Iris that blooms at the end of daffodil season

Our Pumila iris, also called dwarf iris, has been putting on a colorful show for several days now. Each spring we look forward to them coming into bloom just as the daffodils are fading, weeks before other irises even think about blooming

We have a hot, dry, sandy area right along our walkway that closely mimics their original habitat in eastern Europe. Our soil is fairly acidic with a pH right around 5.4. Dwarf iris prefers the soil to be slightly acidic, 5.5 to 6.5. That may explain why ours wants to grow toward the sidewalk and not in the other direction. The sidewalk is slowly leeching calcium from the concrete slightly raising the pH in the process. It’s fascinating to watch how a plant like this reacts to its surroundings. They’re slowly but surly expanding their cluster.

Pumila iris come in a wide variety of color due to a a lot of cross breeding done by horticulturists, those are not the true wild species types. On the other hand, even wild species populations exhibit a wide variety of color depending on local growing conditions.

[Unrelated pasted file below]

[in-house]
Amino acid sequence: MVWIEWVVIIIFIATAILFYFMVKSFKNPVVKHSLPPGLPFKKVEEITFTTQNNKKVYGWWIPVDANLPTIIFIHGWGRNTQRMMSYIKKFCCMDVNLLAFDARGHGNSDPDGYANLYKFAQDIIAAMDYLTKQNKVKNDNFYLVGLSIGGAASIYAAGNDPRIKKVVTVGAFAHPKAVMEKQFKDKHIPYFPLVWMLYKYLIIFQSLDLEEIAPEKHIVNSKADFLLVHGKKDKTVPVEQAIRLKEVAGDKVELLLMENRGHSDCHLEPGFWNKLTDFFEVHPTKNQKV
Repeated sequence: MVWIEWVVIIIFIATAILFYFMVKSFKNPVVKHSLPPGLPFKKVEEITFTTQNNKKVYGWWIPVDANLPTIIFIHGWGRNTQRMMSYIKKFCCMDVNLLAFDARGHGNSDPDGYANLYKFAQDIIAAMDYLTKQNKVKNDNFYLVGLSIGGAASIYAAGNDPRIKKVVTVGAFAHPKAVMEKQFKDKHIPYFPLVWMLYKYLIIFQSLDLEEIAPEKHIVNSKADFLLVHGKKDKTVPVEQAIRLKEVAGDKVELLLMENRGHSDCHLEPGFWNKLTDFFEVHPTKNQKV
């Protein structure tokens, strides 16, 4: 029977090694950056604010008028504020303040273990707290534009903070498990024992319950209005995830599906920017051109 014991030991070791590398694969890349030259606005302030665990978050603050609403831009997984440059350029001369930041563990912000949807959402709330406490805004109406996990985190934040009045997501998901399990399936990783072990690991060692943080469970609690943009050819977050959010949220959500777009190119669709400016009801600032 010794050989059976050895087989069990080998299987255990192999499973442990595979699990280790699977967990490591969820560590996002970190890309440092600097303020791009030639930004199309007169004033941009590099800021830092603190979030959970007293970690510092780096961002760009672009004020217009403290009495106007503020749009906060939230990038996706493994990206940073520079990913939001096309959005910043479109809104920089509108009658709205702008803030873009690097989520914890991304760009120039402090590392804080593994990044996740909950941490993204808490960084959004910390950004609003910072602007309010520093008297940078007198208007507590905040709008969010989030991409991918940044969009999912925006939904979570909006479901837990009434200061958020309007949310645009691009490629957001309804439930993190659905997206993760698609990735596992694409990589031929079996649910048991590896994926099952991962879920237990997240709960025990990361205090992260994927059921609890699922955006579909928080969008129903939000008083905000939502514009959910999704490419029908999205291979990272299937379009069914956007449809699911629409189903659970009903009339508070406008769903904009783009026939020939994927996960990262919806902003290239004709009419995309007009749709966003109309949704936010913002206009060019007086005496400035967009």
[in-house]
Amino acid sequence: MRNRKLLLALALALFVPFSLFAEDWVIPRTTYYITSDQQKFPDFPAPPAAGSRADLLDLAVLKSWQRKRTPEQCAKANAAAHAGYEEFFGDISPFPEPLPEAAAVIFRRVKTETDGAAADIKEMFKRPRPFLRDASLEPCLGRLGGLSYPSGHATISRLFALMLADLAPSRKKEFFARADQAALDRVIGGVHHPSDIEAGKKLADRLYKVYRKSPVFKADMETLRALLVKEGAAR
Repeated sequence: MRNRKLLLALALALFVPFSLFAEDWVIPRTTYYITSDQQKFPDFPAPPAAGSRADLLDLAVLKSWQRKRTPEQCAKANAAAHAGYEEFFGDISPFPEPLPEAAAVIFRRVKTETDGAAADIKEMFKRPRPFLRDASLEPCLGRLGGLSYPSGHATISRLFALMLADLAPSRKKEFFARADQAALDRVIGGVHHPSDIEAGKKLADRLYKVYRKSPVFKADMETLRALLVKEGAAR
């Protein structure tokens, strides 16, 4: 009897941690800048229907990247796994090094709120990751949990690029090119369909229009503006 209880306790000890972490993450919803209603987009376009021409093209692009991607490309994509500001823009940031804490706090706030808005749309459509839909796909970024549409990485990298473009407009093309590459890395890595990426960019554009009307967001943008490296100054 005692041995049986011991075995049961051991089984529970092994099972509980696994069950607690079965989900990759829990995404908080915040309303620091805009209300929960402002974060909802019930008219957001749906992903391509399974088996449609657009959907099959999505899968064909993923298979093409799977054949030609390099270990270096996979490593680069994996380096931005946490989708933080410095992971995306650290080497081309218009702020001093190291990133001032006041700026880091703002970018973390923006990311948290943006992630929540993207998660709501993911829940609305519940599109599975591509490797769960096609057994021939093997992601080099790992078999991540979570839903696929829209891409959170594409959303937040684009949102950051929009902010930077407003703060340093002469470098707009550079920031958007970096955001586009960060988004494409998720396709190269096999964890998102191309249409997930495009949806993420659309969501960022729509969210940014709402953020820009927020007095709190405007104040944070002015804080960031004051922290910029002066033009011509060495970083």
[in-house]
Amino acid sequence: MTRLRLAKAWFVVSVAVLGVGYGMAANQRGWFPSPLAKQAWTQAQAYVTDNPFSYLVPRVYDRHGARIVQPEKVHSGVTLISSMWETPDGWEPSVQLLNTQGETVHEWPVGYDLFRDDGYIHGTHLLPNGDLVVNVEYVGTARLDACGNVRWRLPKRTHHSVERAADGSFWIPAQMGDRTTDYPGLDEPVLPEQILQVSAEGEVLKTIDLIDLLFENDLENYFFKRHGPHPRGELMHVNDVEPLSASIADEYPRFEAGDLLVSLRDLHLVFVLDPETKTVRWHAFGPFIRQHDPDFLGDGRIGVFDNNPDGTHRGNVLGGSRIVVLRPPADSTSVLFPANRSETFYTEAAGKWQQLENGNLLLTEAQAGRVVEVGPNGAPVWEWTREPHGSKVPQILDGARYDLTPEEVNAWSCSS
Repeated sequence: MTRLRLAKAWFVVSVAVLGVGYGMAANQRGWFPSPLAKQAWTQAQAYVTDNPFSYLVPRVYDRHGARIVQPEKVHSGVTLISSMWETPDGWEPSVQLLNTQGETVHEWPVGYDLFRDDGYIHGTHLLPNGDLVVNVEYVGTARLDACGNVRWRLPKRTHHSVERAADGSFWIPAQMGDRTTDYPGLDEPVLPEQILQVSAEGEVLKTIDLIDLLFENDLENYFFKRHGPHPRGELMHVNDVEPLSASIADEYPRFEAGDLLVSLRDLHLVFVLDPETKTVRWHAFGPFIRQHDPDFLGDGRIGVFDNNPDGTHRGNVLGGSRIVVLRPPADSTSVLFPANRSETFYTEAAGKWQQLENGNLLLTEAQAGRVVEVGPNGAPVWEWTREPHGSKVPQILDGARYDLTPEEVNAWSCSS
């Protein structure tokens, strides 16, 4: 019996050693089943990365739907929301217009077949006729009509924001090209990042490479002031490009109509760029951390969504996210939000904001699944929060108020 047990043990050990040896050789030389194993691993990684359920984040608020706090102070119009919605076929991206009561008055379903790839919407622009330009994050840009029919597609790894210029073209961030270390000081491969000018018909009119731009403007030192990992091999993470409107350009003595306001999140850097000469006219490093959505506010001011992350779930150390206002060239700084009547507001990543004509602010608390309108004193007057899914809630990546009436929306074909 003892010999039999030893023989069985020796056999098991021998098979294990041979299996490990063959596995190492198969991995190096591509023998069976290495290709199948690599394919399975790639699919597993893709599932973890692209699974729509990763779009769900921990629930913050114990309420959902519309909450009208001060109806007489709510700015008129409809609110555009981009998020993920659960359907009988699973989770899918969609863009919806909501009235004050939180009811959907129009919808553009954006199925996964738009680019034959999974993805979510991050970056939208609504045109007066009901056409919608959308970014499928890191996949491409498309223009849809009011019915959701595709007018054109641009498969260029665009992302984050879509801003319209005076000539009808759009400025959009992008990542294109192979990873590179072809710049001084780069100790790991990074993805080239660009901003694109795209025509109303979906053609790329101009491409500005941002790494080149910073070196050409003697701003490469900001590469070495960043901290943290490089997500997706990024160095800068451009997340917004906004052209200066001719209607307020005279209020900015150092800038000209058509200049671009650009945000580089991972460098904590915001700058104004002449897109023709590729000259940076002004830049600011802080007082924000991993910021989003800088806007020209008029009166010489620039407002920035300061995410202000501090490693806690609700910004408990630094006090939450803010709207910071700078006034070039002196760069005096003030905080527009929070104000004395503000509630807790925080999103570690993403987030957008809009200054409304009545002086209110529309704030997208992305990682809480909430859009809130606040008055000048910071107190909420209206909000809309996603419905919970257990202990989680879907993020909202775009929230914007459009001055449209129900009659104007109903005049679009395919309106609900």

Dwarf iris flower stems are very short compared to the irises we normally see.

The Pumlia we have are probably a wild species type — I say that because of their unique history. There’s a population of dwarf iris that has been growing at Matthaei Botanical Gardens perennial garden for at least thirty years.  Several years ago the irises needed to be divided and renewed. Ours were rhizomes from that project that were rescued before going the compost.

If you have a “problem area” with the right growing conditions, you might want to try planting some dwarf iris. They’re available at plant nurseries and garden centers.

Bob